Exercise Two: Hold your shears in the 12 O'clock position and place your hand parallel to a wall. Practice opening and closing the blades while moving from right to left and back, but staying parallel to the wall at the exact distance. Now open and close your blades while rotating your wrist to the 3 PM position. Practice staying on a level plane and not dipping. Use light pressure with your index finger on the shank to maintain control of the positioning of the shears. Try stretching your reach from the 3 PM position all the way to 6 PM. Work the other way as well, from 12 to 9 and down to 6. This requires you to develop flexibility in your wrist. It is important to also work on your control and stay parallel to the wall.

Cuts per minute

This is the rpms of your scissoring machine. If you listen to competition Groomers or Edward Scissorhands, their scissors are clicking faster than you can count. It sounds like a machine. It is not necessary to have the speed of a race car, you can settle for cruising, as long as you get the motor going. You want even and consistent action of the scissor blades. This will help keep you from dipping the scissors in and out of the coat. By increasing the number of cuts over a given surface of coat, you will get a smoother finish. Find the cpm speed that works for you.

Exercise Three: Hold the shears in the 12 O'clock position and move from 12 to 3 O'clock while making long, even, cutting strokes. Work that thumb! Now count your strokes and try to get 10-15 cuts in while covering that area. Work on increasing the cpm as well as opening the shears the full length of the blades.

That's It!

Good scissoring technique is a matter of (a) holding the shears correctly so as to create a solid fulcrum, (b) working the thumb to open and close the blades, (c) using nearly all the length of the blade (no snipping), (d) hand control to stay on a level plane (no dipping), (e) wrist flexibility, and (f) getting up to speed (cuts per minute). Now all you have to do is move away from the wall and on to the living, probably moving, target.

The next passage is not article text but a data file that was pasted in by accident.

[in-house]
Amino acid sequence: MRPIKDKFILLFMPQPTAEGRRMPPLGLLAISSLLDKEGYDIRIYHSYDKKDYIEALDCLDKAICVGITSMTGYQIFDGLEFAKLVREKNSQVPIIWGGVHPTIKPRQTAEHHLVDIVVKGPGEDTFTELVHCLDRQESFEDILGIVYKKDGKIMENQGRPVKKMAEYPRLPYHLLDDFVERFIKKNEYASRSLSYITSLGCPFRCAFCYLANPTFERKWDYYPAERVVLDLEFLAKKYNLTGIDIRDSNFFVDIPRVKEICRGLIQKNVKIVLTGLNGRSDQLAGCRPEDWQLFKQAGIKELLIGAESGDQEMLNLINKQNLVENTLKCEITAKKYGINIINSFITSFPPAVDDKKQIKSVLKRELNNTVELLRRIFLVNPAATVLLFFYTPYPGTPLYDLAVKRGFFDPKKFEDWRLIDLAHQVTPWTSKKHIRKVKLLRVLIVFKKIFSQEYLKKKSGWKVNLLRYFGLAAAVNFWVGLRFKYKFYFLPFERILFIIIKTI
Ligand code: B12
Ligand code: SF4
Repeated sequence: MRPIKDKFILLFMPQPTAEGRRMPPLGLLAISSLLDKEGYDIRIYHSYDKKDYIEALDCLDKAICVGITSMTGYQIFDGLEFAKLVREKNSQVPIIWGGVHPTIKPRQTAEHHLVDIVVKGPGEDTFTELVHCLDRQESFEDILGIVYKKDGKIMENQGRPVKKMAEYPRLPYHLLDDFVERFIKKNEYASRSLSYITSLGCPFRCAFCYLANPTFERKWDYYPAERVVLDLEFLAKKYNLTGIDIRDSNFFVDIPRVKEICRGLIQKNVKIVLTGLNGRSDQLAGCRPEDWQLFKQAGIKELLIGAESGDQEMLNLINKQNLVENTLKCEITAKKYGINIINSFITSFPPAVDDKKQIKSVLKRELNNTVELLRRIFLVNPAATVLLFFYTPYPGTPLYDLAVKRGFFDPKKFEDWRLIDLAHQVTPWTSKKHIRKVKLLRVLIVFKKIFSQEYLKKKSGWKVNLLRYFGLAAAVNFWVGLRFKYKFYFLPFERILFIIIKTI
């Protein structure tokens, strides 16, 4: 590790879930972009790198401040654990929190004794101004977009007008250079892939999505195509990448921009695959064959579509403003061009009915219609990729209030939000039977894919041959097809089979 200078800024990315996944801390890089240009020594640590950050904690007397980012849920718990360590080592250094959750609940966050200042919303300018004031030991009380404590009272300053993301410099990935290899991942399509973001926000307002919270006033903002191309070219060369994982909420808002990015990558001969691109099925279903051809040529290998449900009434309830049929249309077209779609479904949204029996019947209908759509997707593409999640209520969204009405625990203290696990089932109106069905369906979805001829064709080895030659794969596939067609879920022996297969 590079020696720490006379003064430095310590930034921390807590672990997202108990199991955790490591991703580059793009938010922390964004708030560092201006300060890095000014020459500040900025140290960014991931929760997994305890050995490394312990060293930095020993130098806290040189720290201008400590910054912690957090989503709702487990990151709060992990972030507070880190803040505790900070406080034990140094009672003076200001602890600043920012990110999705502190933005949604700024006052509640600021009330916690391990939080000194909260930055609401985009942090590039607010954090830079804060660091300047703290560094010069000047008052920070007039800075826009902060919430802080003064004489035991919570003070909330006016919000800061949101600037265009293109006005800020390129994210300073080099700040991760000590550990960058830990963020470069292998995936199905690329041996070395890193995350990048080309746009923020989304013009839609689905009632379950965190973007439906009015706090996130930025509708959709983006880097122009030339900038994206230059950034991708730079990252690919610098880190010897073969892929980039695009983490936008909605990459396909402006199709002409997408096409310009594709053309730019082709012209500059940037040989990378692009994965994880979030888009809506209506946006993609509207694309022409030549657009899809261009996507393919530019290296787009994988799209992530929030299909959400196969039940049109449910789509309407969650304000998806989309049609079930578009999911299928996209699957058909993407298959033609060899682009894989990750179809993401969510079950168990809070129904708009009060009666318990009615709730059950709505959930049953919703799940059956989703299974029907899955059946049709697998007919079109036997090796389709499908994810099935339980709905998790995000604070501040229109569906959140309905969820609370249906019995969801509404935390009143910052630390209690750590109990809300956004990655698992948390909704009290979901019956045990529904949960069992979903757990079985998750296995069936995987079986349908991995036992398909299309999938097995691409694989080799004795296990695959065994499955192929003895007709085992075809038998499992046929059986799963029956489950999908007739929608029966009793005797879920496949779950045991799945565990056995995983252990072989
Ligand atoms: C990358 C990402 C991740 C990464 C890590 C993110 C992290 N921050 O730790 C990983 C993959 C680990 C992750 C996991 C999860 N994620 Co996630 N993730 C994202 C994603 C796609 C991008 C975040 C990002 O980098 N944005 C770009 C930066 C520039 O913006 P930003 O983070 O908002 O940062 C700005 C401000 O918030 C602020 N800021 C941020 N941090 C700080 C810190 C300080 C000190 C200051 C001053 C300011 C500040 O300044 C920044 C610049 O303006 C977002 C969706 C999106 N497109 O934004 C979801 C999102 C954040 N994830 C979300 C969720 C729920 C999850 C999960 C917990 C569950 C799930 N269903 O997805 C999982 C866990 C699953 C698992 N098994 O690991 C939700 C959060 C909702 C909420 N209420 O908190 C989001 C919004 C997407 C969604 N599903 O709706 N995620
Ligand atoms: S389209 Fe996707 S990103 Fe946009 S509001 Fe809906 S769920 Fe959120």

There are two exness.my.id other factors that will influence the results of your scissoring efforts: the shears themselves and the coat preparation. It is important to use high quality professional instruments that have been maintained at peak sharpness. A cheap or dull shear will bend the hair rather than cut it. Give your shears the Tissue Test. Hold a piece of tissue loosely with one hand and cut into it with the shears. You should get clean easy cuts, no bending, tearing or snagging of the tissue. In order to achieve a smooth sculpted groom, such as the Bichon Frise, most Groomers use 8" or 10" shears. The longer length blade requires fewer cuts, covering a larger area. Curved shears are helpful for getting rounded heads, butts, and defining angulation. The hair needs to be clean and fluffed out, preferable "fluff dried" which is a brushing while drying technique. Fluff the coat using a metal comb, scissor an area, fluff AGAIN, and re-scissor the area. It may take several passes over an area to get it perfect.

Scissoring technique does not happen overnight. It takes considerable practice to gain the control needed. Be patient with yourself and use the exercises above. The more you practice, the quicker you will learn. Happy grooming!


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Last modified: February 07, 2002